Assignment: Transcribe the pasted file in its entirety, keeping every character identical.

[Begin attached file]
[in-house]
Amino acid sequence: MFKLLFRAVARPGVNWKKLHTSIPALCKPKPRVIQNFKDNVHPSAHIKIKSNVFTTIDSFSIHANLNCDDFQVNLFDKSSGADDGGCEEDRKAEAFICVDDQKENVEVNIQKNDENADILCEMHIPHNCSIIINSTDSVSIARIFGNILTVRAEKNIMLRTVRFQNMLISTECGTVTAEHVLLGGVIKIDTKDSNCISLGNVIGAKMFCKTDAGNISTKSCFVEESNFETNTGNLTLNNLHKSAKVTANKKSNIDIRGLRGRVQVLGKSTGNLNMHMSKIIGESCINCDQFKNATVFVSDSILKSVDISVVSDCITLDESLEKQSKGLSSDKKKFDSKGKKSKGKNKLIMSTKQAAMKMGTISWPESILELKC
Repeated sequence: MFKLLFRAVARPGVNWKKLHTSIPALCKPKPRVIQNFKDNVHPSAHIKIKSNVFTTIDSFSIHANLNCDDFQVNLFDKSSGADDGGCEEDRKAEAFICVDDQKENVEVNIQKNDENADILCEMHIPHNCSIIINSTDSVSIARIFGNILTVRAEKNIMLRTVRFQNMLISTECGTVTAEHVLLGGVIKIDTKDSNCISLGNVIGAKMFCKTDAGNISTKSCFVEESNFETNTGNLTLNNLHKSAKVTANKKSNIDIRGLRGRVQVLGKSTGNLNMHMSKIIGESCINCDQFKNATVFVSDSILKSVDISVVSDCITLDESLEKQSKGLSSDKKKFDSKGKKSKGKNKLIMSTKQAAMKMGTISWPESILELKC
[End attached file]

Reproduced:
[in-house]
Amino acid sequence: MFKLLFRAVARPGVNWKKLHTSIPALCKPKPRVIQNFKDNVHPSAHIKIKSNVFTTIDSFSIHANLNCDDFQVNLFDKSSGADDGGCEEDRKAEAFICVDDQKENVEVNIQKNDENADILCEMHIPHNCSIIINSTDSVSIARIFGNILTVRAEKNIMLRTVRFQNMLISTECGTVTAEHVLLGGVIKIDTKDSNCISLGNVIGAKMFCKTDAGNISTKSCFVEESNFETNTGNLTLNNLHKSAKVTANKKSNIDIRGLRGRVQVLGKSTGNLNMHMSKIIGESCINCDQFKNATVFVSDSILKSVDISVVSDCITLDESLEKQSKGLSSDKKKFDSKGKKSKGKNKLIMSTKQAAMKMGTISWPESILELKC
Repeated sequence: MFKLLFRAVARPGVNWKKLHTSIPALCKPKPRVIQNFKDNVHPSAHIKIKSNVFTTIDSFSIHANLNCDDFQVNLFDKSSGADDGGCEEDRKAEAFICVDDQKENVEVNIQKNDENADILCEMHIPHNCSIIINSTDSVSIARIFGNILTVRAEKNIMLRTVRFQNMLISTECGTVTAEHVLLGGVIKIDTKDSNCISLGNVIGAKMFCKTDAGNISTKSCFVEESNFETNTGNLTLNNLHKSAKVTANKKSNIDIRGLRGRVQVLGKSTGNLNMHMSKIIGESCINCDQFKNATVFVSDSILKSVDISVVSDCITLDESLEKQSKGLSSDKKKFDSKGKKSKGKNKLIMSTKQAAMKMGTISWPESILELKC